October. A month full of pumpkin spice creations, crisp, fall air and dreams of Halloween movies rotating on Netflix.
October is also a time to celebrate employment for people with disabilities. It’s National Disability Employment Awareness Month. If we sprinkled in pumpkin spice, perhaps this month would get more exposure.
What is National Disability Employment Awareness Month (NDEAM)?
National Disability Employment Awareness Month (NDEAM) is a national campaign held in October that raises awareness about employment issues for people with disabilities and celebrates their contributions to the workforce.
Why is it important?
At 20 percent of the population, people with disabilities are one of the nation’s largest minority groups. Yet the most recent U.S. disability employment statistics show that only 20 percent of people with disabilities are participating in the workforce, compared to 69 percent of people without disabilities.
As a working woman with cerebral palsy who uses a walker, I understand how difficult it can be to want to “claim your disability” in a phone interview, job interview etc. but be afraid you will be judged. It’s an immensely challenging and frightening thing to do. I cannot “pass” as an able-bodied person; my disability is very visible. I have been turned down for jobs due to my disability because when the interview room isn’t even accessible, you know it’s not the right place.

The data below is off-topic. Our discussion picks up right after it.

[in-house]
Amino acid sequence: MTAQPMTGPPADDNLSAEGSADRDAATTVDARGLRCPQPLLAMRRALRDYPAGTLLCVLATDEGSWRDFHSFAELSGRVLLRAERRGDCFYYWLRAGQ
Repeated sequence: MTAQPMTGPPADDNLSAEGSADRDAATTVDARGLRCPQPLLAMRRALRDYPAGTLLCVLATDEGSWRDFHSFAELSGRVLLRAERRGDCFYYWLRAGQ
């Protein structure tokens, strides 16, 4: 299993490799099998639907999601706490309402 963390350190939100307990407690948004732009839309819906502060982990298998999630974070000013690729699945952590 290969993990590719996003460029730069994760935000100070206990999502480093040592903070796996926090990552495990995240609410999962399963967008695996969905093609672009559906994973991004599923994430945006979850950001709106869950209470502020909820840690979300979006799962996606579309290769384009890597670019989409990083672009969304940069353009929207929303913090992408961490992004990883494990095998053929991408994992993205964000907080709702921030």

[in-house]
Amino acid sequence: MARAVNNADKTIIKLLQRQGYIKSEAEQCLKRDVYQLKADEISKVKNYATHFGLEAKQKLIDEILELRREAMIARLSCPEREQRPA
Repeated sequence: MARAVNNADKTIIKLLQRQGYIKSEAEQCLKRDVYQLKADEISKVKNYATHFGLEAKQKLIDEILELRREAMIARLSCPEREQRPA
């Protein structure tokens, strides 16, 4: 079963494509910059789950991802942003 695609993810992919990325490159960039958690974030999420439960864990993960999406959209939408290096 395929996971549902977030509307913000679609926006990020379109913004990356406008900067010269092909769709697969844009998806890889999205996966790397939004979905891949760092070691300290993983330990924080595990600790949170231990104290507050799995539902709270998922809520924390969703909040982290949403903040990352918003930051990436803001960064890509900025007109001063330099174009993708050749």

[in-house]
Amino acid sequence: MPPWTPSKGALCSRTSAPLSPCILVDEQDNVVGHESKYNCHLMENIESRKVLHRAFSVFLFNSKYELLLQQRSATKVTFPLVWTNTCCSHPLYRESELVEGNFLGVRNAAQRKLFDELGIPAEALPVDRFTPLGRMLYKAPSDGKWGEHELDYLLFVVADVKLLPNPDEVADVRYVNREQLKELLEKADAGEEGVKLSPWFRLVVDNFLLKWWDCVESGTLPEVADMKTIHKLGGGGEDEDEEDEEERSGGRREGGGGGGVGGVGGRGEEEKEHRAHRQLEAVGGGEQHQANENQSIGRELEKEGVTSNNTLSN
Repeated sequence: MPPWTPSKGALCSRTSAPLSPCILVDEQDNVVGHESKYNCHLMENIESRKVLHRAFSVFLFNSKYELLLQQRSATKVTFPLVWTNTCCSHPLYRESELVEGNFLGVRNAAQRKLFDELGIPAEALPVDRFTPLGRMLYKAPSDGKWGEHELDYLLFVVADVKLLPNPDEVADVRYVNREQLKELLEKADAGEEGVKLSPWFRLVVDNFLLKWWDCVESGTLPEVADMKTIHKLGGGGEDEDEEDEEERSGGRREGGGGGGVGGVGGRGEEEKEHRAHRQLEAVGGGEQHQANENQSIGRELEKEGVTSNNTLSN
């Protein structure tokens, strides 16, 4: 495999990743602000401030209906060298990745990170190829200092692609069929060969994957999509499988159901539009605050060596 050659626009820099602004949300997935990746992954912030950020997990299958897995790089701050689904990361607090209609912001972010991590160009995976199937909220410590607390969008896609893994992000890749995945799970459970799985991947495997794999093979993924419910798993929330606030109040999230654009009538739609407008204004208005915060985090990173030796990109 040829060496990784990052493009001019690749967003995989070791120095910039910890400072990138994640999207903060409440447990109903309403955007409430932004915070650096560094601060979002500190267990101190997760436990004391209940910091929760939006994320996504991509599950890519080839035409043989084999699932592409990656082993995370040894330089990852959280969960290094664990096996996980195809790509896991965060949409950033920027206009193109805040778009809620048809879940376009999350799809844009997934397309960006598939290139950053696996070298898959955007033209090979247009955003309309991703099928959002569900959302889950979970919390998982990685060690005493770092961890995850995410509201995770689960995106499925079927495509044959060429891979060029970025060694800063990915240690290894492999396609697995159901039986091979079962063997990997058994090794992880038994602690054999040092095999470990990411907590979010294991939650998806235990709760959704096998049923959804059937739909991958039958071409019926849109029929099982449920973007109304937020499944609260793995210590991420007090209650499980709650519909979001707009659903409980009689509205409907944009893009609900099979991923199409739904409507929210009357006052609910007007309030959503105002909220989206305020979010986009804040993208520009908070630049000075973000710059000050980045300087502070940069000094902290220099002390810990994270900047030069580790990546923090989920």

But if you were in a workplace where you felt like you couldn’t be yourself, why would you want to work there anyway?
We must work on finding and highlighting people with disabilities in the workforce. That’s why this month is so important. Even if you are unable to work or have not been given the right opportunity yet, your contributions are valid, including volunteer work. I see dozens of people with disabilities on the paratransit bus every morning going to jobs and opportunities. We are out there, we just need to be seen.
Many business receive tax credits for hiring people with disabilities and my ultimate hope is that a workplace is looking for ways to diversify and enrich their company. We also need to be given opportunities to make an employment opportunity viable like access to accommodations, transportation, etc.
I have co-founded a business Claiming Disability, Inc. with an ambitious Mighty writer, Mollie Miller, and we are creating strength and empowerment for people with disabilities. Claiming Disability Inc wants to spread our messages of empowerment and compassion. We believe a single action can make a difference in the community, and that shared experiences can greatly impact inclusion.
We believe in representation and we believe you deserve to have gainful employment where you feel like you’re serving your community every day. My dream is to see a world full of disabled directors, managers, executives etc. That’s what an inclusive workforce means to me.
So claim your disability and get out there because you deserve to take up space, especially in the workforce.